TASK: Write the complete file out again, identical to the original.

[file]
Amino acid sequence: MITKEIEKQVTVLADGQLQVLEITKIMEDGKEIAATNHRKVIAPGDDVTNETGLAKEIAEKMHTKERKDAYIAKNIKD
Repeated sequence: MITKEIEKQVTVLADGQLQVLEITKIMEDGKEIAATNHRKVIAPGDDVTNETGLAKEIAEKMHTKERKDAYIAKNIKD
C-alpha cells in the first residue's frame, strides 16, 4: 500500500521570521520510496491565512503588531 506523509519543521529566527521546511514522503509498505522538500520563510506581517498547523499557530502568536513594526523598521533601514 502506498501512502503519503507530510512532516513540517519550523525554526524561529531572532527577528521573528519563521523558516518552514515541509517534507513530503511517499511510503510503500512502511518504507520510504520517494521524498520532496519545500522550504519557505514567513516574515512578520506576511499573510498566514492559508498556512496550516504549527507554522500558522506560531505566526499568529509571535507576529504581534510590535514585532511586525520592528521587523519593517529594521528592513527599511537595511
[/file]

Amino acid sequence: MITKEIEKQVTVLADGQLQVLEITKIMEDGKEIAATNHRKVIAPGDDVTNETGLAKEIAEKMHTKERKDAYIAKNIKD
Repeated sequence: MITKEIEKQVTVLADGQLQVLEITKIMEDGKEIAATNHRKVIAPGDDVTNETGLAKEIAEKMHTKERKDAYIAKNIKD
C-alpha cells in the first residue's frame, strides 16, 4: 500500500521570521520510496491565512503588531 506523509519543521529566527521546511514522503509498505522538500520563510506581517498547523499557530502568536513594526523598521533601514 502506498501512502503519503507530510512532516513540517519550523525554526524561529531572532527577528521573528519563521523558516518552514515541509517534507513530503511517499511510503510503500512502511518504507520510504520517494521524498520532496519545500522550504519557505514567513516574515512578520506576511499573510498566514492559508498556512496550516504549527507554522500558522506560531505566526499568529509571535507576529504581534510590535514585532511586525520592528521587523519593517529594521528592513527599511537595511